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Banks have been absolutely hammered since COVID erupted, and they have not come back very much at all. Overall they are down 33% on the year versus a 5% gain for the S&P 500. Worries about loan losses and low interest rates headline the set of fears for the banking sector. However, banks may have an ace in the hole. Early in the year they set aside tens of billions for loan losses—which hurt earnings, but that may now be their good fortune. Loan losses have not been as bad as expected and many suspect that banks may start to let some of those loss provisions flow through to the bottom line in the next couple earnings seasons.
FINSUM: In our view, this would be a double whammy to the upside for the sector. Not only would it result in blowout earnings, but it would officially alleviate a big fear—that loan losses are going to be very bad because of COVID. Altogether seems like a good opportunity.
Bank stocks have been heavy maligned by investors since COVID erupted. Several bank indexes, like the KBW, are down significantly on the year. KBE, a popular bank ETF is down over 30% on the year versus a small gain for the S&P 500. Ultra-low interest rates and loan losses are the big factors weighing on banks, but within the latter could be the spark of a rally. Banks have been setting aside tens of billions of Dollars in loan loss reserves, and seem to have been very bearish in their allocation of said reserves. Such reserves are also understood to likely have peaked at the end of Q2. That means that if loan losses aren’t as bad as forecast, some of those billions will likely be allowed to flow into the profit category for banks, allowing great earnings reports which could prompt a rally.
FINSUM: Banks are play on the recovery and can be had very cheaply. Additionally, this loan loss reserve aspect creates a nice catalyst for why a rally would start.
Picking stocks is about the hardest thing one can do right now. The market has risen so much—and seems to be defying gravity—that it is hard to know where to allocate money. On the one hand, growth stocks look ludicrously priced, while on the other, value has been underperforming for over a decade. With that said, here are some stocks that are still providing a good discount but look likely to rise as the performance of their underlying business improves. The first place to look is at beaten-up financial stocks, such as those in the KBW bank index, which is down 30% for the year despite big gains in the market. However, sentiment is turning positive. According to RBC, “Based upon the valuations and the outlook for the economy in 2021, we believe bank stocks can be purchased with the expectation the group outperforms the general market over the next 12-18 months”. The stocks to look for are Bank of America, Truist, TCF Financial, Western Alliance, BankUnited, and Investors Bancorp.
FINSUM: Banks are always a bet on the economy, and given their heavily maligned share prices and the general trajectory of the recovery, seem a wise bet. The only lingering risk in our minds (other than a weak recovery) is how continued ultra-low rates might hurt their earnings over the long haul.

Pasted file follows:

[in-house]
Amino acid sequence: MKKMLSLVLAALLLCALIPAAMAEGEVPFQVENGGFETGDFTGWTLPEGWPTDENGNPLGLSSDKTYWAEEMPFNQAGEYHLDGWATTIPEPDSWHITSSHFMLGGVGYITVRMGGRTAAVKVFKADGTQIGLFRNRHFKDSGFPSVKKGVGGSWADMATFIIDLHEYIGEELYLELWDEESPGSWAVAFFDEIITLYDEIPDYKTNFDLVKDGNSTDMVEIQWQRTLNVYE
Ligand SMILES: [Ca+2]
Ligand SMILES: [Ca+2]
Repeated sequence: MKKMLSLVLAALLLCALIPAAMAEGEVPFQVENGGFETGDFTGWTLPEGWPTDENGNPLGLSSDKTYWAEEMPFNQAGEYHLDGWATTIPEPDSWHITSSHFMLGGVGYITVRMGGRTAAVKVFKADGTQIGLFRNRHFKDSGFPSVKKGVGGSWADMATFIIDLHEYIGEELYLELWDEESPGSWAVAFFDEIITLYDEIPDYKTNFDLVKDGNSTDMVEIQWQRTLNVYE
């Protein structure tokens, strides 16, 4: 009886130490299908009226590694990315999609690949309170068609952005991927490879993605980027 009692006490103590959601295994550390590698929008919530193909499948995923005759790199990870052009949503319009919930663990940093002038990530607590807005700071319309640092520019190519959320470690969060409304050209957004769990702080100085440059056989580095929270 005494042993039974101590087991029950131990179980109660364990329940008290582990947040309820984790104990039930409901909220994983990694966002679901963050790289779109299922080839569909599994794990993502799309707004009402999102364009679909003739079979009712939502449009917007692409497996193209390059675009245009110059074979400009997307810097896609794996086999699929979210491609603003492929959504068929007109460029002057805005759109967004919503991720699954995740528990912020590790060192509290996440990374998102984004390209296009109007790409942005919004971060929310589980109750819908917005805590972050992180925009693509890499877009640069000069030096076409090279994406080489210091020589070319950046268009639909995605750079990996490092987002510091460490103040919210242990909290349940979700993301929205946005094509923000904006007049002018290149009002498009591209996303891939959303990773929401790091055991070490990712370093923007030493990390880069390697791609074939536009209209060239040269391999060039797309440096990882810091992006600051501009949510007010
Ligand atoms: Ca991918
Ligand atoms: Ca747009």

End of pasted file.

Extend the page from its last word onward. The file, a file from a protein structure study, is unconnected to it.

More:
It is a great time to be an investment bank. That fact became very clear last week when Goldman Sachs and Morgan Stanley earnings destroyed those of more traditional lenders like Bank of America, JP Morgan Chase, and Wells Fargo. Goldman, for instance, may be a great buy. It has much less main street lending exposure than regular banks, and has booming underwriting and trading businesses that are benefitting from low rates and market volatility. Some nice summary comments from an analyst at JMP Securities, saying “Goldman had a phenomenal quarter that allowed the firm to pad its legal reserves and conservatively position itself on loan losses … The bigger story is where the firm is going … Goldman is the biggest transformation story in finance, and the pandemic hasn’t derailed that”.
FINSUM: Firstly, these earnings came with all their employees working from home. So a 50% outperformance versus expectations with home-based traders. To us that is a sign of excellent management. More generally, their business mix—with a majority of institutional and growing, but not huge, consumer-facing revenue lines—seems ideal for the current environment. The stock is also priced below book value.
Godman Sachs has generally been underperforming its competitors for years. However, under the leadership of CEO David Solomon the future is looking increasingly bright. On the one hand, the bank’s bet that trading would return as a huge driver of revenue and profit is starting to look smart (though it took about a decade), but on the other, its new focus on consumer and commercial banking products seems wise. Marcus, the brand under which its consumer-facing high yield savings accounts for consumers and businesses is marketed, has been growing its user base, with Goldman Sachs more generally has entered into many partnership deals in the consumer space. These include a new card with Apple, and a small business lending program in partnership with Amazon.
FINSUM: Goldman has been trying to shed its clubby image, and so far it seems to be making all the right moves. We are bullish on the future.